An Owners Corporation (formerly body corporate) manages the common property of a residential, commercial, retail, industrial or mixed-use property development.

The Plan of Subdivision shows the parcels of land that can be sold separately. These are called 'lots'. Lot owners are the members of the Owners Corporation.
Two-Unit Owners Corporations are legal entities. They are also subject to a range of governance:
Subdivision Act 1988
Subdivision Regulations 2001
Owners Corporations Act 2006
Owners Corporations Regulations 2007
Rules of the Owners Corporation
Just like in larger Owners Corporations, in order to sell a unit in a two-lot subdivision requires an Owners Corporation Certificate to accompany the Section 32 Vendor's Statement.

Basic list of differences for two-lot owners corporations
Whilst all Owners Corporation have a range of legislative obligations, two-unit Owners Corporations are exempt from many of the requirements placed on larger Owners Corporations, such as:
Most two-unit Owners Corporations are usually self-managed
No requirement for Notices of Fees. Generally the owners of both units work with each other to determine the level of fees required to pay for the management of the Owners Corporation, and how and when those fees should be collected.
Simpler procedures for meetings and decision-making. Meetings are usually more casual.
No requirement for keeping records or an Owners Corporation register.
Two Unit Owners Corporations are also exempt from the stringent insurance requirements, however it is strongly recommended that both units are covered by comprehensive strata insurance which usually includes a minimum of $10 million Public Liability insurance over the common property.

Comprehensive list of differences (Refer Section 7, Owners Corporation Act 2006)

Two-lot subdivisions are exempt from the following requirements:
Power to bring legal proceedings
Requirements for notices of fees
Requirements for final notice
Accounts and audits
Maintenance Plan and maintenance fund
Reinstatement and replacement insurance (although strongly recommended)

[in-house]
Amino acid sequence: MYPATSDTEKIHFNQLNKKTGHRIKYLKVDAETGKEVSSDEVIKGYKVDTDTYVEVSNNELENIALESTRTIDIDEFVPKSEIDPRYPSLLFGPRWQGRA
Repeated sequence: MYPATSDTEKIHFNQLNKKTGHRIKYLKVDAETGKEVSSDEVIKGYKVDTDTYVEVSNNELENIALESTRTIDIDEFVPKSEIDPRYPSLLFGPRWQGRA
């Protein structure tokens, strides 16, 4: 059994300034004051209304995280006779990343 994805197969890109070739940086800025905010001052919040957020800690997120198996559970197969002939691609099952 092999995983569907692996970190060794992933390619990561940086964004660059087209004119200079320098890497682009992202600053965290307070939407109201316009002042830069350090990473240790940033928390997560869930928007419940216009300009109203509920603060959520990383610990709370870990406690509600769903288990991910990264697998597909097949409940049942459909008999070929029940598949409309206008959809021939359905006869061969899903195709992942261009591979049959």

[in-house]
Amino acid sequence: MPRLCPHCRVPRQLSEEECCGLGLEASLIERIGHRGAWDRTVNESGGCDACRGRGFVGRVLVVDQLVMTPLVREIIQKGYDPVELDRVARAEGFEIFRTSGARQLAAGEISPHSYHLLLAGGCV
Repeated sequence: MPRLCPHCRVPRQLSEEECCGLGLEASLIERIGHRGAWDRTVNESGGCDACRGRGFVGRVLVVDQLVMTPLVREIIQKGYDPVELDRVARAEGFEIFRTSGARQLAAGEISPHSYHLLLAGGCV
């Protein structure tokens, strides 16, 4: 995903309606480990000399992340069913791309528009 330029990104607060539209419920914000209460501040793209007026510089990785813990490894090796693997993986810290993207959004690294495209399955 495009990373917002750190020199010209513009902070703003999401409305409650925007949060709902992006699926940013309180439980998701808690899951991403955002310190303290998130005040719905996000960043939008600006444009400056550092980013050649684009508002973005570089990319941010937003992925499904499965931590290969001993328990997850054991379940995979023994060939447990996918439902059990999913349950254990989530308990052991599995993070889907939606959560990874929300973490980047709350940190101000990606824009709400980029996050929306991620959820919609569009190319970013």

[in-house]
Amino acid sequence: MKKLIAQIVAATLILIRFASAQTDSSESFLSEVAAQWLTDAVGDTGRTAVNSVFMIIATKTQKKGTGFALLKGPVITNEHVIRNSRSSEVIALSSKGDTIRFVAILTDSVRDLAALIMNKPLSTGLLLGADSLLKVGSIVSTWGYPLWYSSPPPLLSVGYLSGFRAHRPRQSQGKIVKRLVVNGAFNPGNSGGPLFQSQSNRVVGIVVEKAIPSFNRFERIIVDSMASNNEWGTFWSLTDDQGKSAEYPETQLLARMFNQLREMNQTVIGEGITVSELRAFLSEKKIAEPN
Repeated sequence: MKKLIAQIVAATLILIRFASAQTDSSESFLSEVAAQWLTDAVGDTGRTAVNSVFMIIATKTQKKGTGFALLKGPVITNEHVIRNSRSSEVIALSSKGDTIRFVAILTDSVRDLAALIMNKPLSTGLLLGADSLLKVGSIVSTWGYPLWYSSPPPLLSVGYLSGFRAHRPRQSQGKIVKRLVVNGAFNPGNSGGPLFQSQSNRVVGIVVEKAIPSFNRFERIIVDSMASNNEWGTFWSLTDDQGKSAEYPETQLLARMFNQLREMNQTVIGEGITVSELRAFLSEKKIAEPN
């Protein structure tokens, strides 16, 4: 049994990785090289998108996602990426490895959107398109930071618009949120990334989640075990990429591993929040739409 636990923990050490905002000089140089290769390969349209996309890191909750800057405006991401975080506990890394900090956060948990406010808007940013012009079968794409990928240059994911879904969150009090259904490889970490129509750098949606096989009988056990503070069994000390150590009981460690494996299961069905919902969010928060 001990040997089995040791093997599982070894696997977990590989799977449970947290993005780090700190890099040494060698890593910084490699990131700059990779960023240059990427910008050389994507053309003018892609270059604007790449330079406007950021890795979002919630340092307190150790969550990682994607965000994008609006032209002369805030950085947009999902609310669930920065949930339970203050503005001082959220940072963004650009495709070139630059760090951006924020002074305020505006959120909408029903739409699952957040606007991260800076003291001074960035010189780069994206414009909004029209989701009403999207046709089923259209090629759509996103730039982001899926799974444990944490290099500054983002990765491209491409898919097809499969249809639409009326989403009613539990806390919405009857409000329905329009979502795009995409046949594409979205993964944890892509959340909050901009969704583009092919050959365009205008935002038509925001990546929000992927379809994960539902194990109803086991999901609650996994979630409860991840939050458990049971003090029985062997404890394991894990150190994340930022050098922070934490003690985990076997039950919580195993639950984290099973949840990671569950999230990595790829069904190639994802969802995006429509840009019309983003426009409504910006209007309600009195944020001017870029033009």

Public Liability insurance (although strongly recommended)
First meeting of Owners Corporation
Annual General Meeting
Procedure at general meetings
Unanimous resolutions
Special resolutions
Keeping records and an Owners Corporation register
Procedures for meetings and decision-making.
General Information
Inactive Owners Corporations

Sometimes an owner of a unit or apartment decides to put their property on the market, only to be told by the solicitor or conveyancer that the property "won't be able to settle" or "there are risks associated with settlement" because it is in an Owners Corporation that has never been 'set-up'.

What is the difference between an inactive Owners Corporations and one that has simply not been set-up?
The Act defines an inactive Owners Corporation as one that in the previous 15 months has not:
Had an annual general meeting
Fixed any fees
Held insurance.
All three of these requirements must be met for the Owners Corporation to be considered inactive, however in practice it is extremely rare. Whist it is common not to have held an annual general meeting or to have fixed fees, almost always they will have some form of insurance. So in practice, most of the affected Owners Corporations have simply never been 'set-up'.

How can this happen?
Generally it is because of two main reasons. For some of these properties, at some time in the past, the conveyancer handling a prior sale of the property may not have been as aware of the Owners Corporation Act as perhaps they should have been, and so the sale slipped through. Secondly, the Owners Corporation may have originally been set up, but the legally required documentation has never been properly maintained and Annual General meetings have never been held, meaning the Owners Corporation has lapsed.